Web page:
How Will Legalization Affect Medical Cannabis Patients?

Beginning in July of 2018, adults will be able to legally use and possess cannabis in Massachusetts. Medical marijuana is already legal in the state, and has been since 2012.

The looming legalization of recreational cannabis has raised a lot of questions from the medical marijuana industry and patients alike. Will medical dispensaries compete with recreational dispensaries and individual dealers? Will patients benefit or suffer from changes in price and availability? Will medical marijuana simply become obsolete?

You could ask 10 experts for their prediction and you'd probably get 10 different answers. There is still major uncertainty about the legal status of recreational cannabis in the near future, and that makes it hard for dispensaries to develop business plans.

For now though, it is safe to say that medical cannabis will not be going away.

There will be a greater demand for medical cannabis as long as there is uncertainty and inefficiency in the recreational industry. However, many medical dispensaries plan to also pursue recreational sales. The industry’s future is in the details, and those details are still… hazy.

Uncertain Regulations

Despite the overwhelming popular support with which voters passed recreational cannabis, Massachusetts lawmakers still have a lot to say about the issue. Ongoing legislation and litigation will shape the future of legal cannabis.

Here are a few unsettled aspects of Massachusetts cannabis policy:

  1. Will there be an intoxication limit for driving as with alcohol?

In Colorado, another state with legal recreational cannabis, driving under the influence of marijuana is illegal. It remains to be seen if Massachusetts will model its rule on this matter after Colorado and other states with legal cannabis.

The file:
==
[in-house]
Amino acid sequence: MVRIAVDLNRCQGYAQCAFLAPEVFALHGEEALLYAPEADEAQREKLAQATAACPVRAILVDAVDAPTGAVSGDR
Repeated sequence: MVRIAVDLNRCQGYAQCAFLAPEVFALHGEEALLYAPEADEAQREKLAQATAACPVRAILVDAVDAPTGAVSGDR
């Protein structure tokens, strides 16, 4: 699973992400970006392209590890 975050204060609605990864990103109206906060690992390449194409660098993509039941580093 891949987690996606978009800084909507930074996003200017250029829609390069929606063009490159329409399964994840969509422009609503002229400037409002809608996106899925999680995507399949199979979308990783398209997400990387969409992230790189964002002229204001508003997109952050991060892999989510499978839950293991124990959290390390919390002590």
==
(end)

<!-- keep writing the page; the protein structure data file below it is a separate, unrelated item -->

1. Will the state tax change?

As it stands right now, the current tax rate is up to 12 percent (3.75% retail sales + 6.25% sales tax + 2% optional local tax), which is low compared to some other states (Washington's tax rate is three times higher). A bill currently in the Massachusetts House aims to bump this figure up to 28 percent, but as of yet, nothing has been finalized. Whatever the number winds up being, cities and towns can also set additional taxes.

  1. Will legislators lower the number of plants medical users can grow at home?

Some believe the limit of 12 is too high, allowing for grey market sales.

  1. Could the legal age be raised?

This is less likely, but still possible.

Zooming Out: Marijuana in the National Context

It’s important to remember that legalization is not a single vote – it is an ongoing, evolving process of policy and market forces.

Federal regulations are a major force in that evolution. Cannabis, after all, is still illegal in the U.S. Under President Obama, the federal government let states enforce their own cannabis regulations. That could change under the Trump Administration, which has taken a harder line when discussing marijuana.

Attorney General Jeff Sessions has been an outspoken critic of legal cannabis. Now in office, he intends to overhaul drug enforcement, including cannabis. This could encourage patients to keep the added legal protection of registration as a qualified patient, even in states where recreational cannabis is legal.

On the campaign trail, Trump himself supported medical marijuana, but is quick to distinguish between medical and recreational cannabis.

This seems like a clear advantage for medical dispensaries, but the situation is not so clear. Recreational users represent a large potential market for medical dispensaries, but it's not yet settled if they will be allowed to work with those customers. The Justice Department's new attitude puts a damper on those plans. In short, federal enforcement of cannabis could protect the medical industry's current market share, but limit what could otherwise be explosive growth in the near future.

Learning from Others